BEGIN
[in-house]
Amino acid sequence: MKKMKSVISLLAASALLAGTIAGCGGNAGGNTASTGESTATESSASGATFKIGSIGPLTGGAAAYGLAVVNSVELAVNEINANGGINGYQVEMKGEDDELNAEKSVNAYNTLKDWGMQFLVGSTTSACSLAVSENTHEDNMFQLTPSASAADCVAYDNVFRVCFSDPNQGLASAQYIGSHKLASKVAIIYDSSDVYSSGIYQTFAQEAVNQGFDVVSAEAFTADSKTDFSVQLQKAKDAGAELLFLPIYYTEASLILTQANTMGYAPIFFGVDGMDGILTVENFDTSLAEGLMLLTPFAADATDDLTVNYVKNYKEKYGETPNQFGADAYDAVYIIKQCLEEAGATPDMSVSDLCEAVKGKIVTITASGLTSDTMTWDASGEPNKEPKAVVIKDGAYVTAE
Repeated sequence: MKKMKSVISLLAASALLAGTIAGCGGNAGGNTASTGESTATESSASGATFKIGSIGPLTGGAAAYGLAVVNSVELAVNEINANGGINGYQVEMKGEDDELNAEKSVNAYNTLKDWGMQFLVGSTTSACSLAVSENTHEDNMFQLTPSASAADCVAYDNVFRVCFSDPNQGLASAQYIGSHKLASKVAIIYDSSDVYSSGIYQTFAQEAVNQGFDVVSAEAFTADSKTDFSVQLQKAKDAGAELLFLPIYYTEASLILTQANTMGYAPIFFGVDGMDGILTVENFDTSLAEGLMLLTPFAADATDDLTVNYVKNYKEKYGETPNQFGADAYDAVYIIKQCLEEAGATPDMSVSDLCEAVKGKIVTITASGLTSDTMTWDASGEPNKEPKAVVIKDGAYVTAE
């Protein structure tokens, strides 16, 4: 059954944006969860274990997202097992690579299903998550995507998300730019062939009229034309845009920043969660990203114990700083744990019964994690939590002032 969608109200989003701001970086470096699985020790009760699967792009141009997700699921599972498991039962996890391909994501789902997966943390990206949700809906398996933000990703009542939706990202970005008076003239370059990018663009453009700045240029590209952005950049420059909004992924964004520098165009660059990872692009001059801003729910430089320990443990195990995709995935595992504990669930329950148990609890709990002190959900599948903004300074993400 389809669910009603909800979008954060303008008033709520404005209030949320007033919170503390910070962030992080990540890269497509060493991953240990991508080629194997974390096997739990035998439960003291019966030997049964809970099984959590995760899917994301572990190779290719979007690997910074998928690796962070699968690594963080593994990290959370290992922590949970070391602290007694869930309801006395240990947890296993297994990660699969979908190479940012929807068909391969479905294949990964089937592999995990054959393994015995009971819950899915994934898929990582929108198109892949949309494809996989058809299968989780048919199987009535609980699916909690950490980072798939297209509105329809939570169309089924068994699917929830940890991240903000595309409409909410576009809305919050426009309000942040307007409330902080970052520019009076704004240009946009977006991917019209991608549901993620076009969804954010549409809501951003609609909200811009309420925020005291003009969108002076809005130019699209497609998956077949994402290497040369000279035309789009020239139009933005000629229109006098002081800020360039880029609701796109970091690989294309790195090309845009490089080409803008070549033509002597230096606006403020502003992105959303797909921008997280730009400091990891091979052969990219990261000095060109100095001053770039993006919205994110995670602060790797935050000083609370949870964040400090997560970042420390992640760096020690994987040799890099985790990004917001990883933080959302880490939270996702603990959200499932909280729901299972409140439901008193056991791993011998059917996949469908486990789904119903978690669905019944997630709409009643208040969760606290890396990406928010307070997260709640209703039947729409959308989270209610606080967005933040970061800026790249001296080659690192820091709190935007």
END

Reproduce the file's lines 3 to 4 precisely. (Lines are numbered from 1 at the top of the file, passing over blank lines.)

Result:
Repeated sequence: MKKMKSVISLLAASALLAGTIAGCGGNAGGNTASTGESTATESSASGATFKIGSIGPLTGGAAAYGLAVVNSVELAVNEINANGGINGYQVEMKGEDDELNAEKSVNAYNTLKDWGMQFLVGSTTSACSLAVSENTHEDNMFQLTPSASAADCVAYDNVFRVCFSDPNQGLASAQYIGSHKLASKVAIIYDSSDVYSSGIYQTFAQEAVNQGFDVVSAEAFTADSKTDFSVQLQKAKDAGAELLFLPIYYTEASLILTQANTMGYAPIFFGVDGMDGILTVENFDTSLAEGLMLLTPFAADATDDLTVNYVKNYKEKYGETPNQFGADAYDAVYIIKQCLEEAGATPDMSVSDLCEAVKGKIVTITASGLTSDTMTWDASGEPNKEPKAVVIKDGAYVTAE
């Protein structure tokens, strides 16, 4: 059954944006969860274990997202097992690579299903998550995507998300730019062939009229034309845009920043969660990203114990700083744990019964994690939590002032 969608109200989003701001970086470096699985020790009760699967792009141009997700699921599972498991039962996890391909994501789902997966943390990206949700809906398996933000990703009542939706990202970005008076003239370059990018663009453009700045240029590209952005950049420059909004992924964004520098165009660059990872692009001059801003729910430089320990443990195990995709995935595992504990669930329950148990609890709990002190959900599948903004300074993400 389809669910009603909800979008954060303008008033709520404005209030949320007033919170503390910070962030992080990540890269497509060493991953240990991508080629194997974390096997739990035998439960003291019966030997049964809970099984959590995760899917994301572990190779290719979007690997910074998928690796962070699968690594963080593994990290959370290992922590949970070391602290007694869930309801006395240990947890296993297994990660699969979908190479940012929807068909391969479905294949990964089937592999995990054959393994015995009971819950899915994934898929990582929108198109892949949309494809996989058809299968989780048919199987009535609980699916909690950490980072798939297209509105329809939570169309089924068994699917929830940890991240903000595309409409909410576009809305919050426009309000942040307007409330902080970052520019009076704004240009946009977006991917019209991608549901993620076009969804954010549409809501951003609609909200811009309420925020005291003009969108002076809005130019699209497609998956077949994402290497040369000279035309789009020239139009933005000629229109006098002081800020360039880029609701796109970091690989294309790195090309845009490089080409803008070549033509002597230096606006403020502003992105959303797909921008997280730009400091990891091979052969990219990261000095060109100095001053770039993006919205994110995670602060790797935050000083609370949870964040400090997560970042420390992640760096020690994987040799890099985790990004917001990883933080959302880490939270996702603990959200499932909280729901299972409140439901008193056991791993011998059917996949469908486990789904119903978690669905019944997630709409009643208040969760606290890396990406928010307070997260709640209703039947729409959308989270209610606080967005933040970061800026790249001296080659690192820091709190935007």